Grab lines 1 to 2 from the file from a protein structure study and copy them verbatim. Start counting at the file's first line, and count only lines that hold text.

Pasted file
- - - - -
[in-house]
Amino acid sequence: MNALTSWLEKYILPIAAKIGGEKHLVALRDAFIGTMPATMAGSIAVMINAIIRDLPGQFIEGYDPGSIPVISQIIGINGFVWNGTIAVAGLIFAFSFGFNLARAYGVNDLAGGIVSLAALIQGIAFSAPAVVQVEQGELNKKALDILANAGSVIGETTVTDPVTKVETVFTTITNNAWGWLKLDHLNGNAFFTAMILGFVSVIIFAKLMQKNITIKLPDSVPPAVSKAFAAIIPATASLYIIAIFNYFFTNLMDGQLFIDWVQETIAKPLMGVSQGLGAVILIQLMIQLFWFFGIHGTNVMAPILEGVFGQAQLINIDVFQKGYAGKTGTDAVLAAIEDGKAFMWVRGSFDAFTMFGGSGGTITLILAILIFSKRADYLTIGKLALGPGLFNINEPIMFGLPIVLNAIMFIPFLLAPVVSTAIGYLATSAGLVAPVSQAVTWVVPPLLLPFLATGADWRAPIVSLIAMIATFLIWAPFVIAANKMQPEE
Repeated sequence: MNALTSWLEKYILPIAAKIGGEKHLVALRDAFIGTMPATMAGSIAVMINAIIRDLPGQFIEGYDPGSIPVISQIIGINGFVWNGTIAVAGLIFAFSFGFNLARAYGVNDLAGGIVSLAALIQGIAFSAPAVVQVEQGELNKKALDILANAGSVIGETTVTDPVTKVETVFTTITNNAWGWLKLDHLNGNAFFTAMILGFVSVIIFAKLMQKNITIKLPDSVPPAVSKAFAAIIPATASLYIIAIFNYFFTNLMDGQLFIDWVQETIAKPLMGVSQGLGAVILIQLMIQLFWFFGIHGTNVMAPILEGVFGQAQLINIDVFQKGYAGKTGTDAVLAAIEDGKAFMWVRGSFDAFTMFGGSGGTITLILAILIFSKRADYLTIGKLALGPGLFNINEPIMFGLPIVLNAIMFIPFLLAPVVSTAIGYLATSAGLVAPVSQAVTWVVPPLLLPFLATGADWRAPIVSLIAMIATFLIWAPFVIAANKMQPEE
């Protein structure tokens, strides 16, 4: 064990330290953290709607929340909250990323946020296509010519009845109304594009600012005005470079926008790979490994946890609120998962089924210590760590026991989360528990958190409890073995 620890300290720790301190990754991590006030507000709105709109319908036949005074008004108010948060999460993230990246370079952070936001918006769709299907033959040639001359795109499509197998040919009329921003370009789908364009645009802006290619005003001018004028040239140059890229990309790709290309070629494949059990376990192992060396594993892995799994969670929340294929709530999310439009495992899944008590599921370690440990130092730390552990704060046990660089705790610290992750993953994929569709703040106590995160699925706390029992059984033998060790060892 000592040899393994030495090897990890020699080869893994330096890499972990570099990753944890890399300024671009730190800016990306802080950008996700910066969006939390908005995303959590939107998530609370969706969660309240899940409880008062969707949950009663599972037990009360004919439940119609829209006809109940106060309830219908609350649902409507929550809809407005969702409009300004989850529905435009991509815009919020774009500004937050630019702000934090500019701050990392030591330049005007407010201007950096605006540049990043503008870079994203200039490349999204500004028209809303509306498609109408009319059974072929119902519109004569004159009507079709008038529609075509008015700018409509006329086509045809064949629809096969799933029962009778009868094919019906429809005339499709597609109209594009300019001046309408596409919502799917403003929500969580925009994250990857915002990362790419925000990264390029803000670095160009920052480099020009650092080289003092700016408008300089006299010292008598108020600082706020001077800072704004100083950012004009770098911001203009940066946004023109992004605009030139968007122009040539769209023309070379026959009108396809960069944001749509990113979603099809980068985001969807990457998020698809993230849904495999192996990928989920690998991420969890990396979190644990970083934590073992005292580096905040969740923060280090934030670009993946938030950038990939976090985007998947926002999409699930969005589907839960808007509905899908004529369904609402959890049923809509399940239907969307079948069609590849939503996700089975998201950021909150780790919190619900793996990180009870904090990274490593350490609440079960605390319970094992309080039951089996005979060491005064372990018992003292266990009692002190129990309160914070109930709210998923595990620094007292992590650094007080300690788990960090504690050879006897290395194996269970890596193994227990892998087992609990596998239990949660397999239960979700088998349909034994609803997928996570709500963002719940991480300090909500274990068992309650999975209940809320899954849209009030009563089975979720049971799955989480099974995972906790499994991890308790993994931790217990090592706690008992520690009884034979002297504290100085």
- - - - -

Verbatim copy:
[in-house]
Amino acid sequence: MNALTSWLEKYILPIAAKIGGEKHLVALRDAFIGTMPATMAGSIAVMINAIIRDLPGQFIEGYDPGSIPVISQIIGINGFVWNGTIAVAGLIFAFSFGFNLARAYGVNDLAGGIVSLAALIQGIAFSAPAVVQVEQGELNKKALDILANAGSVIGETTVTDPVTKVETVFTTITNNAWGWLKLDHLNGNAFFTAMILGFVSVIIFAKLMQKNITIKLPDSVPPAVSKAFAAIIPATASLYIIAIFNYFFTNLMDGQLFIDWVQETIAKPLMGVSQGLGAVILIQLMIQLFWFFGIHGTNVMAPILEGVFGQAQLINIDVFQKGYAGKTGTDAVLAAIEDGKAFMWVRGSFDAFTMFGGSGGTITLILAILIFSKRADYLTIGKLALGPGLFNINEPIMFGLPIVLNAIMFIPFLLAPVVSTAIGYLATSAGLVAPVSQAVTWVVPPLLLPFLATGADWRAPIVSLIAMIATFLIWAPFVIAANKMQPEE